With music, red wine and a big-screen TV, he made a move on his wife, Rita, while she was watching a news report about the bill. “And she looks at me and goes, ‘I’ve got to go to bed,’ ” Albo said as his colleagues guffawed.

The Republicans, with their crazed Reagan fixation, are a last-gasp party, living posthumously, fighting battles on sex, race, immigration and public education long ago won by the other side.

They’re trying to roll back the clock, but time is passing them by.

Now here’s The Moustache of Wisdom:

An e-mail came in the other day with a subject line that I couldn’t ignore. It was from the oil economist Phil Verleger, and it read: “Should the United States join OPEC?” That I had to open.

Verleger’s basic message was that the knee-jerk debate we’re again having over who is responsible for higher oil prices fundamentally misses huge changes that have taken place in America’s energy output, making us again a major oil and gas producer — and potential exporter — with an interest in reasonably high but stable oil prices.

From one direction, he says, we’re seeing the impact of the ethanol mandate put in place by President George W. Bush, which established fixed quantities of biofuels to be used in gasoline. When this is combined with improved vehicle fuel economy — in July, the auto industry agreed to achieve fleet averages of more than 50 miles per gallon by 2025 — it will inevitably drive down demand for gasoline and create more surplus crude to export. Add to that, says Verleger, “the increase in oil production from offshore fields and unconventional sources in America,” and that exportable U.S. surplus could grow even bigger.

Then, add the recent discoveries of natural gas deposits all over America, which will allow us to substitute gas for coal at power plants and become a natural gas exporter as well. Put it all together, says Verleger, and you can see why America “will want to consider joining with other energy-exporting countries, like those in OPEC, to sustain high oil prices. Such an effort would support domestic oil and gas production and give the U.S. a real competitive advantage over countries forced to pay high prices for imported energy — nations such as China, European Union members, and Japan.”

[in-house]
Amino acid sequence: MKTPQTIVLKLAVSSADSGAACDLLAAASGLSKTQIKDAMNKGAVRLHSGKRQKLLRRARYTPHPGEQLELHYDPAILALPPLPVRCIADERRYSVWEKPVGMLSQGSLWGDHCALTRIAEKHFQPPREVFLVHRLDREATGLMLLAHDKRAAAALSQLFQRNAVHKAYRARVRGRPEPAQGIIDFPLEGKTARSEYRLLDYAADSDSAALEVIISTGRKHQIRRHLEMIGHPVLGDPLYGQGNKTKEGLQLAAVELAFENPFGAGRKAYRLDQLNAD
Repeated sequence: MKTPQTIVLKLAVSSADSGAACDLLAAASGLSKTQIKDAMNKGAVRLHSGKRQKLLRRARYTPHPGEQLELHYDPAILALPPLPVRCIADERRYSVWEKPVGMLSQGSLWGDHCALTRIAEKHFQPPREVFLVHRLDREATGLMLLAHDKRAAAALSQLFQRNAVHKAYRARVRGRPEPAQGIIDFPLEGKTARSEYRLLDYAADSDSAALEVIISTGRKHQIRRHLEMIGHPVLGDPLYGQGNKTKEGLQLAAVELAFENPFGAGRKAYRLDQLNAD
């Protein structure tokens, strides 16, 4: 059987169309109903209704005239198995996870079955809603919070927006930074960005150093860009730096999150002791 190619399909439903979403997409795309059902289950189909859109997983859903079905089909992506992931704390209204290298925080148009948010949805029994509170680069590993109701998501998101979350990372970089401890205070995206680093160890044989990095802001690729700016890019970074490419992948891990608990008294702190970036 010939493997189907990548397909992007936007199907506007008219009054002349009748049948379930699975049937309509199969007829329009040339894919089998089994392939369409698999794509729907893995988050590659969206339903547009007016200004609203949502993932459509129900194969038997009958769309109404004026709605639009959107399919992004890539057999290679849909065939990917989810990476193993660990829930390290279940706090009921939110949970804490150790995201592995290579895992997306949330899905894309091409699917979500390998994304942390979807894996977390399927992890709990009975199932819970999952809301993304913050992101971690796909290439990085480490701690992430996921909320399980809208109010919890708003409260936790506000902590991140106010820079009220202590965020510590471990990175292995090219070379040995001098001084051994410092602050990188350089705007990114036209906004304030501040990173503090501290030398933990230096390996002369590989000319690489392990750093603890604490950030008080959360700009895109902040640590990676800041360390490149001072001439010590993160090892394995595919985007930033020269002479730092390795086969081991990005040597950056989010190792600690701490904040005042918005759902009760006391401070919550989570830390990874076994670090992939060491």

Indeed, Bloomberg News reported last week that “the U.S. is the closest it has been in almost 20 years to achieving energy self-sufficiency. … Domestic oil output is the highest in eight years. The U.S. is producing so much natural gas that, where the government warned four years ago of a critical need to boost imports, it now may approve an export terminal.” As a result, “the U.S. has reversed a two-decade-long decline in energy independence, increasing the proportion of demand met from domestic sources over the last six years to an estimated 81 percent through the first 10 months of 2011.” This transformation could make the U.S. the world’s top energy producer by 2020, raise more tax revenue, free us from worrying about the Middle East, and, if we’re smart, build a bridge to a much cleaner energy future.

All of this is good news, but it will come true at scale only if these oil and gas resources can be extracted in an environmentally sustainable manner. This can be done right, but we need a deal between environmentalists and the oil and gas industry to lock it in — now.

Says Hal Harvey, an independent energy expert: “The oil and gas companies need to decide: Do they want to fight a bloody and painful war of attrition with local communities or take the lead in setting high environmental standards — particularly for “fracking,” the process used to extract all these new natural gas deposits — “and then live up to them.”